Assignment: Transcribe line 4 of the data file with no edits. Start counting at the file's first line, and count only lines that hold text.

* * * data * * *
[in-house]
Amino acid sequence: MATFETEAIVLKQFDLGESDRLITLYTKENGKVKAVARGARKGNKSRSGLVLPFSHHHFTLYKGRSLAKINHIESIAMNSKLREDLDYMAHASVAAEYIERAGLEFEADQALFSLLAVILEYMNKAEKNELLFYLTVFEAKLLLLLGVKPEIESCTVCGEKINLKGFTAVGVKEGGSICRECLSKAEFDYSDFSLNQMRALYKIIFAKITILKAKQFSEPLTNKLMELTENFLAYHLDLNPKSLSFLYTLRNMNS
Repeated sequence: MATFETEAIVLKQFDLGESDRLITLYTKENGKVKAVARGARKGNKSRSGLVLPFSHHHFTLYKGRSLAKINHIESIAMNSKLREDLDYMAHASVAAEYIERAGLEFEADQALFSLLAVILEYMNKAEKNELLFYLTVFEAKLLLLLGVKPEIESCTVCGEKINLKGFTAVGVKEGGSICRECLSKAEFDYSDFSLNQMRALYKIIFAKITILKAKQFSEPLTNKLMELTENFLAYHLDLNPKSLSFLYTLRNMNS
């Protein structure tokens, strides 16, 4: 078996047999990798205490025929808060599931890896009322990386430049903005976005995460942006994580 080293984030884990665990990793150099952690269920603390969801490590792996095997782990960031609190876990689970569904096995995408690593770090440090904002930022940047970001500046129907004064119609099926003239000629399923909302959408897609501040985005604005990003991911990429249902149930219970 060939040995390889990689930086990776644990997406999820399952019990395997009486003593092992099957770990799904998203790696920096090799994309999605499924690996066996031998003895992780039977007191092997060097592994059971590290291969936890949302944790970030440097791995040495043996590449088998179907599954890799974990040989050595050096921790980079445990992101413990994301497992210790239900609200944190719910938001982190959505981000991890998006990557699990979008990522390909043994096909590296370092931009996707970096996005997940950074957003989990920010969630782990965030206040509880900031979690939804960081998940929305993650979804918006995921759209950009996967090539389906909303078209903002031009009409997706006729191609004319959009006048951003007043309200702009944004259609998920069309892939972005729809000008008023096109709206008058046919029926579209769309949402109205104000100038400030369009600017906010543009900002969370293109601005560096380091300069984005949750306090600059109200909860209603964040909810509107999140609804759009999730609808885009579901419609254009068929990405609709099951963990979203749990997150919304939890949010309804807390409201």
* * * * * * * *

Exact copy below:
């Protein structure tokens, strides 16, 4: 078996047999990798205490025929808060599931890896009322990386430049903005976005995460942006994580 080293984030884990665990990793150099952690269920603390969801490590792996095997782990960031609190876990689970569904096995995408690593770090440090904002930022940047970001500046129907004064119609099926003239000629399923909302959408897609501040985005604005990003991911990429249902149930219970 060939040995390889990689930086990776644990997406999820399952019990395997009486003593092992099957770990799904998203790696920096090799994309999605499924690996066996031998003895992780039977007191092997060097592994059971590290291969936890949302944790970030440097791995040495043996590449088998179907599954890799974990040989050595050096921790980079445990992101413990994301497992210790239900609200944190719910938001982190959505981000991890998006990557699990979008990522390909043994096909590296370092931009996707970096996005997940950074957003989990920010969630782990965030206040509880900031979690939804960081998940929305993650979804918006995921759209950009996967090539389906909303078209903002031009009409997706006729191609004319959009006048951003007043309200702009944004259609998920069309892939972005729809000008008023096109709206008058046919029926579209769309949402109205104000100038400030369009600017906010543009900002969370293109601005560096380091300069984005949750306090600059109200909860209603964040909810509107999140609804759009999730609808885009579901419609254009068929990405609709099951963990979203749990997150919304939890949010309804807390409201």